To implement this digital transformation, a scheme with specific characteristics was proposed:

  • Centralized Design: the establishment of a model design for the entire Ministry.
  • Modular Approach: the ability to implement an integrated solution piece by piece.
  • Rapid Deployment: Quickly introduced to decentralized areas.
  • Roadmap: an implementation plan for distinct data production centers.

The best way we find of describing the implemented “Solution” (now called ´Responsive City´-RC) is through a visual explanation:

To understand the way that this Solution was implemented, here is a diagram with the projects milestones that where aligned to the original roadmap:

project-milestones

As you can see on the picture above, in the first four years we designed and refine the baseline solution at the time we made the rollout to different areas/objects. During the las two years we added mobile, IoT and data science functionalities.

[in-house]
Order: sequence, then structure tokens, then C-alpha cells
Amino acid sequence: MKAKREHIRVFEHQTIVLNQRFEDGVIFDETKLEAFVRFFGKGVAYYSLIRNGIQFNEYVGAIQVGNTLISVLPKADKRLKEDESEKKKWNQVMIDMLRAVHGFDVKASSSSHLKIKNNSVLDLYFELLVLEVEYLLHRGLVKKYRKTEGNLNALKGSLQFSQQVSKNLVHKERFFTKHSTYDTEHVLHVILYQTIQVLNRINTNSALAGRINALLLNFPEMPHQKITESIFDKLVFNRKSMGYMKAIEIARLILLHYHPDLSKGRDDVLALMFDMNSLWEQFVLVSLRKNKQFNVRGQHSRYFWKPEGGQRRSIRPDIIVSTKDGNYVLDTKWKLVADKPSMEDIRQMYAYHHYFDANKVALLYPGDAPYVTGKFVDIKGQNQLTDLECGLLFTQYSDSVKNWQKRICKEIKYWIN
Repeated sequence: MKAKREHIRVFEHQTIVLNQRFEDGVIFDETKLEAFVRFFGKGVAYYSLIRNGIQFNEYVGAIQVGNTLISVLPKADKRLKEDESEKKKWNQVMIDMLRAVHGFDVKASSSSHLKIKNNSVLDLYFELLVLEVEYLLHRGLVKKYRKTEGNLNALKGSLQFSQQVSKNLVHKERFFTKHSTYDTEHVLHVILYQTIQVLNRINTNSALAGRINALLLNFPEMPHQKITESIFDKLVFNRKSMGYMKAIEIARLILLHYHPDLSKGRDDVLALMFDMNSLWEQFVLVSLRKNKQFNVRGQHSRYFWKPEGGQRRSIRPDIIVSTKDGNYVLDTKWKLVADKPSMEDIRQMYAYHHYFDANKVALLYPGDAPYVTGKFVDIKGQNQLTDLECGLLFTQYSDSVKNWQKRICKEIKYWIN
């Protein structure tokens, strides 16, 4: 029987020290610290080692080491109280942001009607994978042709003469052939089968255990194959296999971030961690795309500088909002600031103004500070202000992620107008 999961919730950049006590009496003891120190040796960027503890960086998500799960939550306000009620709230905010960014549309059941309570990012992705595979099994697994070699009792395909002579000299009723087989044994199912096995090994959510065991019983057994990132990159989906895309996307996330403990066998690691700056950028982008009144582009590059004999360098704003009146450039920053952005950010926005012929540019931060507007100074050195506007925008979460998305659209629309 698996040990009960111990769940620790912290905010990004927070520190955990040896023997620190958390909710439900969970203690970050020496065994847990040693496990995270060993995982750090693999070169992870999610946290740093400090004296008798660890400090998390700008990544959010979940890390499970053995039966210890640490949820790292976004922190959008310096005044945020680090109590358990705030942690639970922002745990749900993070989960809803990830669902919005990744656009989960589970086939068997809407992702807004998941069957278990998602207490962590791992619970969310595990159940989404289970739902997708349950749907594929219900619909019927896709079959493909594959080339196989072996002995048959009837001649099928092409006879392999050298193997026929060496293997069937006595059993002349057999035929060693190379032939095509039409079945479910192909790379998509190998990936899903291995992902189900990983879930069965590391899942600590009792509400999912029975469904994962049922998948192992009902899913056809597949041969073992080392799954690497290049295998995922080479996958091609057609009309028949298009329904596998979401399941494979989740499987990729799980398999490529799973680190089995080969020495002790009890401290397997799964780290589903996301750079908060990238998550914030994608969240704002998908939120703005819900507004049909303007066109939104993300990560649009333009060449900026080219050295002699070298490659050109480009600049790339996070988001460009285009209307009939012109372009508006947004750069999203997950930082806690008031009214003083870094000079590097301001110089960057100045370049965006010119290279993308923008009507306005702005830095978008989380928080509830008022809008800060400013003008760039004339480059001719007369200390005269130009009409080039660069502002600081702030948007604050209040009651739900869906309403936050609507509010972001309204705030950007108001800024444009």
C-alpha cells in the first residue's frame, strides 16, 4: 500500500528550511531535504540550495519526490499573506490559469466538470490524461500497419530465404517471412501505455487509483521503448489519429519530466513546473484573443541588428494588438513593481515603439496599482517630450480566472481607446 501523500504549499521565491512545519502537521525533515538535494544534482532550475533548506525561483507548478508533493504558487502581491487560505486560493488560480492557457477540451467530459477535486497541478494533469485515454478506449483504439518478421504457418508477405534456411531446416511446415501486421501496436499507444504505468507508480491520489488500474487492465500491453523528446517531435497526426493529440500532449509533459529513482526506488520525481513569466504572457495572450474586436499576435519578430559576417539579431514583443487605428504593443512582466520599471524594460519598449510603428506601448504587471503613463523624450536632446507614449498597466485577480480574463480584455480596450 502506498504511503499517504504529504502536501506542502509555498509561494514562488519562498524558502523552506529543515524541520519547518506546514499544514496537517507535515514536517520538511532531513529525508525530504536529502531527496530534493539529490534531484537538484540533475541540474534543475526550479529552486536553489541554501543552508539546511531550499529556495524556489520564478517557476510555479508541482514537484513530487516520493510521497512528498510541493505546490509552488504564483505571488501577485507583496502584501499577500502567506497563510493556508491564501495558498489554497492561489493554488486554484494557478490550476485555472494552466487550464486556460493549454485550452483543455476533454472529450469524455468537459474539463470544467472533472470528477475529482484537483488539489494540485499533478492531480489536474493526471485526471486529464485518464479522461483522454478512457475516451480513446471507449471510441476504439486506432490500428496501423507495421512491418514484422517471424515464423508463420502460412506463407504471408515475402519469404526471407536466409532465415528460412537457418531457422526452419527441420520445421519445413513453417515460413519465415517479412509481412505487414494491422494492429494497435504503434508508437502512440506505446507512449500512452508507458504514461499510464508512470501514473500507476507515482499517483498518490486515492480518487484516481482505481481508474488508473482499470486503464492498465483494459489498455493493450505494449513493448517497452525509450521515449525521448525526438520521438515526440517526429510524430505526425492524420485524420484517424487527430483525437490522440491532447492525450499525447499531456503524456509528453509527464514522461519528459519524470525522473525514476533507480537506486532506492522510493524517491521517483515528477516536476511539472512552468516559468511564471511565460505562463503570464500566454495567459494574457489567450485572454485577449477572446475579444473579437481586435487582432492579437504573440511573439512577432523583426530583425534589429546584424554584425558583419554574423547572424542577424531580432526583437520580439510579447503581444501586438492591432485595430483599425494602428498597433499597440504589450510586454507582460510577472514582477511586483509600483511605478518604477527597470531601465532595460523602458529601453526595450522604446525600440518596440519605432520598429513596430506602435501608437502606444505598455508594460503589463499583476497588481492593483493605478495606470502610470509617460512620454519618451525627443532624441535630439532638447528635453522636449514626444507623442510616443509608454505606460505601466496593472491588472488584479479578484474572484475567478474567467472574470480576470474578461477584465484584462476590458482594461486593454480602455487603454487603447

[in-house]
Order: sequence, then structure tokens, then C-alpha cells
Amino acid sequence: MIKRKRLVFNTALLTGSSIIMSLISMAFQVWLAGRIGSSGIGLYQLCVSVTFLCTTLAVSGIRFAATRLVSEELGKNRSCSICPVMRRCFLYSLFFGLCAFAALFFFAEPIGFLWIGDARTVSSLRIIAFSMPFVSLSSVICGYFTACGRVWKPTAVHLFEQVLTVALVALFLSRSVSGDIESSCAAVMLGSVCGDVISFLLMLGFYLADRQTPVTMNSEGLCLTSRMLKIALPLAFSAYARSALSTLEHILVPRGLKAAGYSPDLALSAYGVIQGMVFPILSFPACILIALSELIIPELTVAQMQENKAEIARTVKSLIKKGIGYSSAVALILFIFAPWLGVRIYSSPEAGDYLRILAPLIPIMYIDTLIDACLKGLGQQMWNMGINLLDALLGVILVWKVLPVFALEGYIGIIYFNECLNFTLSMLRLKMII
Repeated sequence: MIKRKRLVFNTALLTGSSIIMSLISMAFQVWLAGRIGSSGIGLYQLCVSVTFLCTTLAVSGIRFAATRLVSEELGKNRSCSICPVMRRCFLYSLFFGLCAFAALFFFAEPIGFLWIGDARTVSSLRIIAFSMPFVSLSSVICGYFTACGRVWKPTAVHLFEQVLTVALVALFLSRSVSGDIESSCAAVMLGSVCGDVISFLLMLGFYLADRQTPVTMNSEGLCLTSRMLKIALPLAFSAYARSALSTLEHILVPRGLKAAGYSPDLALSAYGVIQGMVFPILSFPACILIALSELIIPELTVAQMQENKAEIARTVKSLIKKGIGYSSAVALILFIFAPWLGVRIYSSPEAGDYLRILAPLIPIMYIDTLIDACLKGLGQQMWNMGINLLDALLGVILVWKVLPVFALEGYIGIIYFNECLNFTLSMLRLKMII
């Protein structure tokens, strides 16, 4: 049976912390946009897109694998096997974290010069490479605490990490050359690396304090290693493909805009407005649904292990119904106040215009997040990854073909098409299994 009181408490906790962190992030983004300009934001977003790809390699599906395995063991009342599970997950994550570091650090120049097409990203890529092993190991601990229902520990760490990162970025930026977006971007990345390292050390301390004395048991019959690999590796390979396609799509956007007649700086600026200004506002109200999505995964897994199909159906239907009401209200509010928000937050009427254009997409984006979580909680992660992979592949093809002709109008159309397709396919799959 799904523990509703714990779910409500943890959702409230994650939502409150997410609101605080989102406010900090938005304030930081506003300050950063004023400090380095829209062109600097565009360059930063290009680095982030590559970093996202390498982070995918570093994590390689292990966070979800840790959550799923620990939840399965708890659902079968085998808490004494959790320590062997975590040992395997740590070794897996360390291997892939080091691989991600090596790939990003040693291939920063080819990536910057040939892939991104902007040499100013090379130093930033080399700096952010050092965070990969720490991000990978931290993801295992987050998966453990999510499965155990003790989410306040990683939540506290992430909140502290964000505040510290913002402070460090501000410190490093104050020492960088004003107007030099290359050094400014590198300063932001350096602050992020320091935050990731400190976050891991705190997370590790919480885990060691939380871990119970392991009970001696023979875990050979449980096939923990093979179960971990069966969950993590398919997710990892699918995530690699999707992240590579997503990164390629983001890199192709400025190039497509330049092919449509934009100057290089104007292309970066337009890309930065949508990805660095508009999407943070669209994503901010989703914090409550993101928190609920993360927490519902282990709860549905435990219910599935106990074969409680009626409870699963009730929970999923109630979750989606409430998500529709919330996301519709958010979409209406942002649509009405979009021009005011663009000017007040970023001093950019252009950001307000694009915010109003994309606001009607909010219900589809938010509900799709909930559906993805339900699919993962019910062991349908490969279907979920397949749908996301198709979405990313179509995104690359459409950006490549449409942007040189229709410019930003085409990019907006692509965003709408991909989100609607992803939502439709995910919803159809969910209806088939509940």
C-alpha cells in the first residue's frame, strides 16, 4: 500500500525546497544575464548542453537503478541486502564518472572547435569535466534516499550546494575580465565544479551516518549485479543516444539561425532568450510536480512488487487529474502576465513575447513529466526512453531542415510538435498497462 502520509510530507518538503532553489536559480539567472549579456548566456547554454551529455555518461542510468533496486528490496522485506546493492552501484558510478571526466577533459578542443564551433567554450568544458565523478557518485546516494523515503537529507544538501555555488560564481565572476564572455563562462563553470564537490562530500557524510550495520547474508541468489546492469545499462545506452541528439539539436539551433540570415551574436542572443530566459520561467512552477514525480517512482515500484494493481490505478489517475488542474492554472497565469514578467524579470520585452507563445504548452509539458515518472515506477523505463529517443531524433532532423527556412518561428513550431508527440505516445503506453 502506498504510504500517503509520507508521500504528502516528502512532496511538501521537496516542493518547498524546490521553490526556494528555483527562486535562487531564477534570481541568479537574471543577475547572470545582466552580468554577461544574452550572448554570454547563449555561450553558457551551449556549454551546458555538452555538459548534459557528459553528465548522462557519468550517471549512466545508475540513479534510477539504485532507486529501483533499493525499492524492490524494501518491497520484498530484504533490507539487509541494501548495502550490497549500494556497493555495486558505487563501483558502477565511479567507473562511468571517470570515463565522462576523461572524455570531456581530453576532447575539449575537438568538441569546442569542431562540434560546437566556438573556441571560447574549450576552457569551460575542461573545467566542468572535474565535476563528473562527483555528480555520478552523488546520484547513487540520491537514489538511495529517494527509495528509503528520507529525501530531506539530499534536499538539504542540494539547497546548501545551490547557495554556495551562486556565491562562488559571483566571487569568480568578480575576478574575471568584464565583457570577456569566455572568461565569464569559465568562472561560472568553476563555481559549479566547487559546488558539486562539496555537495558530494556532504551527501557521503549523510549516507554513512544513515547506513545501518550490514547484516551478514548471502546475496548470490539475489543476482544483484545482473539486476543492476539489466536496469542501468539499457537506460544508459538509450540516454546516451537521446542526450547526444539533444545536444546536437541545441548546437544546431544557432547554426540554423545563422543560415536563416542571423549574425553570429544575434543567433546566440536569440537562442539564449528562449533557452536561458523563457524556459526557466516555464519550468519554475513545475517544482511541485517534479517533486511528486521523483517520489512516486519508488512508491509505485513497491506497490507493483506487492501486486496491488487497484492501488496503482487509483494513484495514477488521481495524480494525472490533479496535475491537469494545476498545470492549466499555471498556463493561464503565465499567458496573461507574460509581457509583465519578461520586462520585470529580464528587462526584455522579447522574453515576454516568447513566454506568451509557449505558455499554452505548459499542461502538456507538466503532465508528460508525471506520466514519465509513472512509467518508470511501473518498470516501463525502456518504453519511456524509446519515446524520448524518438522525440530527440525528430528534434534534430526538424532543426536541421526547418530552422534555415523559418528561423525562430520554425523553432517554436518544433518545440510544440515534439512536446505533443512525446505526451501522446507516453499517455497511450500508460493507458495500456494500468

Along this years, the implementation allowed, while maintaining the original funding:

  • The centralization of complaints reception and maintenance operation
  • The improvement in budget planning and expenditure.
  • Operational planning optimization, coordination and implementation.
  • The inclusion of maintenance
  • The encouragement of citizen participation in maintenance process (Ex. citizen inspections).
  • A measurable increase in resident satisfaction,
  • Due to the significant reduction in response times for neighbors’ complaints and at the same time an increase in the rate of problems solved in the same time period as reflects both charts below:

solved-claims-per-month

It has been 7 years since we set out on this path on which we continue. It is not easy to summarize the principal takeaways but, I believe it might be valuable to share a few points with you all: